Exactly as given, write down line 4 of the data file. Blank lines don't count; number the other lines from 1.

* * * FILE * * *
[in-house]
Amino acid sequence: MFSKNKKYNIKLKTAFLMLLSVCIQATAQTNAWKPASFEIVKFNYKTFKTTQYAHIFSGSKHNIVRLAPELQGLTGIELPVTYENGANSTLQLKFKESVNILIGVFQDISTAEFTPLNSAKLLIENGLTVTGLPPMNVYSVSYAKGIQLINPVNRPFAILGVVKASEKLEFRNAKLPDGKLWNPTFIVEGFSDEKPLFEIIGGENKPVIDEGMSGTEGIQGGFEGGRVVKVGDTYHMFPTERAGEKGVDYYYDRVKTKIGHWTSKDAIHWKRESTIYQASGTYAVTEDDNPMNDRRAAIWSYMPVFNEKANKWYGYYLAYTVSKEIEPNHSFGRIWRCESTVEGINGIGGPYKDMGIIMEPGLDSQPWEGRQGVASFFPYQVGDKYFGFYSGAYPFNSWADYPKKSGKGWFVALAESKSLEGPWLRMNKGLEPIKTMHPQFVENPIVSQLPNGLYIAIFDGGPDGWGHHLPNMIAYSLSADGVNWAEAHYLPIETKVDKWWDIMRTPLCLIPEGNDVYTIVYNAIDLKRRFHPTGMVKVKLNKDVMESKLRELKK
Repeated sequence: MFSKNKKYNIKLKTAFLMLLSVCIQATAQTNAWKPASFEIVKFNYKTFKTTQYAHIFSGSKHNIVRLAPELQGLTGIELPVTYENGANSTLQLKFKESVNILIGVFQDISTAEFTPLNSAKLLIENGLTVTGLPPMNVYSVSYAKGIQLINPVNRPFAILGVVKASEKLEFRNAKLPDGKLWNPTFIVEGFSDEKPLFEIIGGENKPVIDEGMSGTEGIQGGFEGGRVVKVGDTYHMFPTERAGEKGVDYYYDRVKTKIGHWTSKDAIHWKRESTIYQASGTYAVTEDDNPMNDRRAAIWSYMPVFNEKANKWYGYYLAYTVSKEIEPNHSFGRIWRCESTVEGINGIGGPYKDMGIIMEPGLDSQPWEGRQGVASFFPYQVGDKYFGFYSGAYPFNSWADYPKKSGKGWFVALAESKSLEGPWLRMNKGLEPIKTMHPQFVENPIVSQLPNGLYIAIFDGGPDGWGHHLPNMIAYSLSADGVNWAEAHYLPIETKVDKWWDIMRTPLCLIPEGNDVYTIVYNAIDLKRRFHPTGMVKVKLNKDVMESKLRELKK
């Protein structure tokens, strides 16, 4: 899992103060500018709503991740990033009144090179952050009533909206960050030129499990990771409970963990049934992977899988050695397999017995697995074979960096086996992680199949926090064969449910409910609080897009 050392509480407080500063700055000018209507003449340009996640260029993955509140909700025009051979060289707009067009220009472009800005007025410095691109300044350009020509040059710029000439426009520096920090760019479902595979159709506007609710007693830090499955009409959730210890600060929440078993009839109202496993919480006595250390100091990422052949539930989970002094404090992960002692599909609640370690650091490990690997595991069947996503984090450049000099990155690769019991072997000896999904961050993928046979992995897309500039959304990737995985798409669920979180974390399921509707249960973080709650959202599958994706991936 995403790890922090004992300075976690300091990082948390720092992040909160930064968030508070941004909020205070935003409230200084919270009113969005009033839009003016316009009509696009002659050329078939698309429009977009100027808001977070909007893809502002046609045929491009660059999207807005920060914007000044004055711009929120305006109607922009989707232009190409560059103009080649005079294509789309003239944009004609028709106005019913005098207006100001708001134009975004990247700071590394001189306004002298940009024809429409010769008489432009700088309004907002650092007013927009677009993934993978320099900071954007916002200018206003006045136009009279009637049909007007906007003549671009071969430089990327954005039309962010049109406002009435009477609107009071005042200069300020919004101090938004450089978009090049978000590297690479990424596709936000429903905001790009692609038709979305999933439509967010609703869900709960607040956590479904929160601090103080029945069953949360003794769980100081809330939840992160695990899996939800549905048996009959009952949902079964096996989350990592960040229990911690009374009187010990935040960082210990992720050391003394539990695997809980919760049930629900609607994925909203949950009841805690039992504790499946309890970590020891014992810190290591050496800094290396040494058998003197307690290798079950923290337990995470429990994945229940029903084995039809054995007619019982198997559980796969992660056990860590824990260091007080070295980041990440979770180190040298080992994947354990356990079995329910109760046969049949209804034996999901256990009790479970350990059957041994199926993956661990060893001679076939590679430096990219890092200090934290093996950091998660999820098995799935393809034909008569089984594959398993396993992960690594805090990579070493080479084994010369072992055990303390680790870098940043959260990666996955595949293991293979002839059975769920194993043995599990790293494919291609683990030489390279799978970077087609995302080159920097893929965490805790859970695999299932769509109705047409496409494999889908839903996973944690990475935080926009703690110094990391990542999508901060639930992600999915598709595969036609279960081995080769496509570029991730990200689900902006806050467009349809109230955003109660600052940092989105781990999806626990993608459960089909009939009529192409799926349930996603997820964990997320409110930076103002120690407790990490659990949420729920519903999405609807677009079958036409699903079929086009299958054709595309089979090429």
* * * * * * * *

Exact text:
């Protein structure tokens, strides 16, 4: 899992103060500018709503991740990033009144090179952050009533909206960050030129499990990771409970963990049934992977899988050695397999017995697995074979960096086996992680199949926090064969449910409910609080897009 050392509480407080500063700055000018209507003449340009996640260029993955509140909700025009051979060289707009067009220009472009800005007025410095691109300044350009020509040059710029000439426009520096920090760019479902595979159709506007609710007693830090499955009409959730210890600060929440078993009839109202496993919480006595250390100091990422052949539930989970002094404090992960002692599909609640370690650091490990690997595991069947996503984090450049000099990155690769019991072997000896999904961050993928046979992995897309500039959304990737995985798409669920979180974390399921509707249960973080709650959202599958994706991936 995403790890922090004992300075976690300091990082948390720092992040909160930064968030508070941004909020205070935003409230200084919270009113969005009033839009003016316009009509696009002659050329078939698309429009977009100027808001977070909007893809502002046609045929491009660059999207807005920060914007000044004055711009929120305006109607922009989707232009190409560059103009080649005079294509789309003239944009004609028709106005019913005098207006100001708001134009975004990247700071590394001189306004002298940009024809429409010769008489432009700088309004907002650092007013927009677009993934993978320099900071954007916002200018206003006045136009009279009637049909007007906007003549671009071969430089990327954005039309962010049109406002009435009477609107009071005042200069300020919004101090938004450089978009090049978000590297690479990424596709936000429903905001790009692609038709979305999933439509967010609703869900709960607040956590479904929160601090103080029945069953949360003794769980100081809330939840992160695990899996939800549905048996009959009952949902079964096996989350990592960040229990911690009374009187010990935040960082210990992720050391003394539990695997809980919760049930629900609607994925909203949950009841805690039992504790499946309890970590020891014992810190290591050496800094290396040494058998003197307690290798079950923290337990995470429990994945229940029903084995039809054995007619019982198997559980796969992660056990860590824990260091007080070295980041990440979770180190040298080992994947354990356990079995329910109760046969049949209804034996999901256990009790479970350990059957041994199926993956661990060893001679076939590679430096990219890092200090934290093996950091998660999820098995799935393809034909008569089984594959398993396993992960690594805090990579070493080479084994010369072992055990303390680790870098940043959260990666996955595949293991293979002839059975769920194993043995599990790293494919291609683990030489390279799978970077087609995302080159920097893929965490805790859970695999299932769509109705047409496409494999889908839903996973944690990475935080926009703690110094990391990542999508901060639930992600999915598709595969036609279960081995080769496509570029991730990200689900902006806050467009349809109230955003109660600052940092989105781990999806626990993608459960089909009939009529192409799926349930996603997820964990997320409110930076103002120690407790990490659990949420729920519903999405609807677009079958036409699903079929086009299958054709595309089979090429």